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Arias v. Wells Fargo Bank, N.A.

United States District Court, N.D. Texas, Dallas Division

June 18, 2019

GUSTAVO ARIAS, Plaintiff,
v.
WELLS FARGO BANK, N.A., Defendant.

          MEMORANDUM OPINION AND ORDER

          Sam A. Lindsay United States District Judge.

         Before the court are Defendant's Motion for Summary Judgment (Doc. 10), filed October 22, 2018; Plaintiff's Response to Defendant's Motion for Summary Judgment (Docs. 15 and 16), filed November 27, 2018; and Defendant's Reply in Support of Its Motion for Summary Judgment (Doc. 18), filed December 10, 2018. After carefully considering the motion, briefs, record, and applicable law, the court grants Defendant's Motion for Summary Judgment (Doc. 10) to the extent herein set forth. The court orders that a supplement be filed to Defendant's Motion for Summary Judgment, as one of the grounds for relief asserted in Plaintiff's Original Petition (the “Petition”) was not addressed.

         I. Factual and Procedural Background

         On October 20, 2009, Gustavo Arias (“Plaintiff” or “Arias”) executed a Note (the “Note”) for a loan in the amount of $92, 297 to purchase property at 1737 Beauford Road, Dallas, Texas, 75253 (the “Property”).[1] Pl.'s Original Pet., Doc. 1-4 at 3; Def.'s App., Doc. 12 at 9-10. The Note designated NTFN, Inc. (“NTFN”) as the original lender, and Wells Fargo Bank, N.A. (“Defendant” or “Wells Fargo”) as the mortgage servicer of the loan. Def.'s App., Doc. 12 at 9-10. In connection with the Note, Arias executed a security instrument (the “Deed of Trust”) to secure repayment of the Note with the Property, which designated Mortgage Electronic Registration Systems, Inc. (“MERS”) as the beneficiary and nominee for NTFN. Def.'s App., Doc. 12 at 86-96. The Deed of Trust provides that the lender may accelerate the debt in the event of payment defaults, and it sets forth procedures for foreclosure proceedings. Def.'s App, Doc. 12 at 90, 92-93 (Provisions 9(a) and 18 of the Deed of Trust). On September 19, 2011, MERS executed a corporate assignment of the Deed of Trust to Wells Fargo, assigning “the full benefit of all the powers and of all the covenants and provisio[n]s therein contained.” Def.'s App., Doc. 12 at 99.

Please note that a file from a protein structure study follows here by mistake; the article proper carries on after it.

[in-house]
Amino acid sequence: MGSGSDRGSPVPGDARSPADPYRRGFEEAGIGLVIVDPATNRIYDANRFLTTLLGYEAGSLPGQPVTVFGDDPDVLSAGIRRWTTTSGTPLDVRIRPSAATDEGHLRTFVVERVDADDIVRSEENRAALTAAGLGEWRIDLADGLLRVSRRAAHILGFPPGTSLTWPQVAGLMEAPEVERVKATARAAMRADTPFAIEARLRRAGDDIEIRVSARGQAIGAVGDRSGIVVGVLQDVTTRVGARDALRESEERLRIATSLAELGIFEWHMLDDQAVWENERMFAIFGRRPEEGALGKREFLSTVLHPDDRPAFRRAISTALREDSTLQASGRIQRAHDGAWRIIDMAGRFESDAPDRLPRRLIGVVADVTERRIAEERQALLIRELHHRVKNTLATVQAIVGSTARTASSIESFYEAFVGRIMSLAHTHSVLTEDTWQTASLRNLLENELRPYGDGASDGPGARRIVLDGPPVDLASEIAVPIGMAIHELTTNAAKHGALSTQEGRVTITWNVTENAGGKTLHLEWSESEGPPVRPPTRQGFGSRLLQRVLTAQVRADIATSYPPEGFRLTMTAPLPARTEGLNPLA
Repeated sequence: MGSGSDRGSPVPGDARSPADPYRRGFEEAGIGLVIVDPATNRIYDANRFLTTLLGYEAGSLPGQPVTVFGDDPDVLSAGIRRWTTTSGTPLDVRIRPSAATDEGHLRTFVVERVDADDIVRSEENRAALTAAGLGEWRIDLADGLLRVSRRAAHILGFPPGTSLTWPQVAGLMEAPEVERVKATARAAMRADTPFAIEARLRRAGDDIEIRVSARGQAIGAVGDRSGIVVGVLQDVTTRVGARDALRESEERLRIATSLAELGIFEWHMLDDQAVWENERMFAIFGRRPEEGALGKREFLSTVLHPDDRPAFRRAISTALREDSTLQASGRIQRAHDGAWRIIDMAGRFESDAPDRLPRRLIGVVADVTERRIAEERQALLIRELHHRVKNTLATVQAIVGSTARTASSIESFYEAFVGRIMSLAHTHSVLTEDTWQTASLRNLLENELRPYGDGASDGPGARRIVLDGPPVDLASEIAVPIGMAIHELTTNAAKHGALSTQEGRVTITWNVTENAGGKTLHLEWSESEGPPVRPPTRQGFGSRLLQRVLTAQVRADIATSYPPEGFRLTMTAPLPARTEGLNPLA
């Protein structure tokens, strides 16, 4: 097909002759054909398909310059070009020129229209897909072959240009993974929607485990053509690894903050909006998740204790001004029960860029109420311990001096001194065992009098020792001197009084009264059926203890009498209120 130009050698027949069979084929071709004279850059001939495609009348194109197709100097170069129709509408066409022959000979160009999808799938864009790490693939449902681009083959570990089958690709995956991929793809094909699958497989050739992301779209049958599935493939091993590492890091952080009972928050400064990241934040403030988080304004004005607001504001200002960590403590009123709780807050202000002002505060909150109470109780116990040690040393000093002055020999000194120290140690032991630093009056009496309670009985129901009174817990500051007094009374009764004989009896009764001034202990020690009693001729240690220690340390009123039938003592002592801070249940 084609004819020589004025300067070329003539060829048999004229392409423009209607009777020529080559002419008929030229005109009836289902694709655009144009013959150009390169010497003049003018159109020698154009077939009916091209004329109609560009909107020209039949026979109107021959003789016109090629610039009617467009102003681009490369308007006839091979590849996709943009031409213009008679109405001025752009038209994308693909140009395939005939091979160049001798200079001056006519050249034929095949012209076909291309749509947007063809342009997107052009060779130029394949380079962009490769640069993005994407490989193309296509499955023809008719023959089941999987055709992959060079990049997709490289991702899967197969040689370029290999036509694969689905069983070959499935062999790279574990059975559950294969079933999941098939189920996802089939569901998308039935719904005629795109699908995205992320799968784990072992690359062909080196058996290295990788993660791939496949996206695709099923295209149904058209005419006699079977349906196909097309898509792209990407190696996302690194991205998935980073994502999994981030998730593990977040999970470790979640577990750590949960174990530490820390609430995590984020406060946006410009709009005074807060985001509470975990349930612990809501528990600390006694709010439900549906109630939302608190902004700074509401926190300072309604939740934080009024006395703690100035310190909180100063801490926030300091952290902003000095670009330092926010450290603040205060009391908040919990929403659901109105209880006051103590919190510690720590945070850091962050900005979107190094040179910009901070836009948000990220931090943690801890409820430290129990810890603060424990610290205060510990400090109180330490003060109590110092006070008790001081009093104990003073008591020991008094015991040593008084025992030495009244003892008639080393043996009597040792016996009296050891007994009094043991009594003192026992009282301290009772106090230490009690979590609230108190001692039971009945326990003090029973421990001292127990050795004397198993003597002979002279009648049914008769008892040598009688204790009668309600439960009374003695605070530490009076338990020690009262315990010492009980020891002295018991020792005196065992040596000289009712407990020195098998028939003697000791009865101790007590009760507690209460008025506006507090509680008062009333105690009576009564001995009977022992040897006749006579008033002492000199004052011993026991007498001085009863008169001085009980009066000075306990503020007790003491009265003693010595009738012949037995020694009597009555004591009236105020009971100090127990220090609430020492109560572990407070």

On September 15, 2017, Wells Fargo mailed Arias a letter (“Notice of Default”) informing him that he was delinquent on his loan in the amount of $1, 635.62 and, unless the payment was made by October 20, 2017, Wells Fargo would require immediate payment of the full loan amount pursuant to the Deed of Trust. Def.'s App., Doc. 12 at 58. The Notice of Default further informed Arias that, if acceleration were to occur, Wells Fargo might “take steps to terminate [his] ownership in the property by a foreclosure proceeding, which could result in Lender or another person acquiring ownership of the property.” Id. Arias received the Notice of Default. Def.'s App., Doc. 12 at 76 (Request for Admission Nos. 12-13, signed on July 30, 2018). As Arias admitted he received the Notice of Default and does not argue that he was unlawfully deprived of an opportunity to cure the default payments within the time period required by law, the date of receipt is of no moment.

         Arias failed to cure the default by the deadline and, as a result, Wells Fargo mailed him a Notice of Acceleration (“Notice of Acceleration”) on December 26, 2017, which Arias admitted he received. Def.'s App., Doc. 12 at 66; Def.'s App., Doc. 12 at 76 (Request for Admission Nos. 14-15, signed on July 30, 2018). The Notice of Acceleration informed Arias that Wells Fargo, as both the mortgage servicer for the Note and mortgagee for the Deed of Trust, would “initiate legal proceedings in connection with the foreclosure of a Deed of Trust associated with [Arias's] real estate loan, ” pursuant to § 51.0025 of the Texas Property Code, and notified Arias that the Property would be sold at the Dallas County Courthouse on February 6, 2018. Def.'s App., Doc. 12 at 66.

         On February 5, 2018, Arias filed the Petition and Application for Temporary Restraining Order (Doc. 1-4) in County Court at Law Number One of Dallas County, Texas, alleging that Wells Fargo had violated the Texas Debt Collection Act (the “TDCA”) and the Texas Property Code, and asserting a claim for breach of contract.[2] The Petition asserts that Wells Fargo lacked the authority to initiate foreclosure proceedings against Arias; failed to provide him with certain notices required by law prior to initiating foreclosure proceedings; made fraudulent representations about the amount of debt owed by him; and breached the express terms of the Deed of Trust. On February 6, 2018, the presiding state judge granted the restraining order, which temporarily enjoined Wells Fargo from threatening or initiating a foreclosure action for the Property. Doc. 1-7. On February 19, 2018, Wells Fargo removed the action to federal court on the basis of diversity jurisdiction. Arias continues to retain possession of the Property and has not made a mortgage payment since July 2017. Def.'s App., Doc. 12 at 77 (Request for Production 17-18).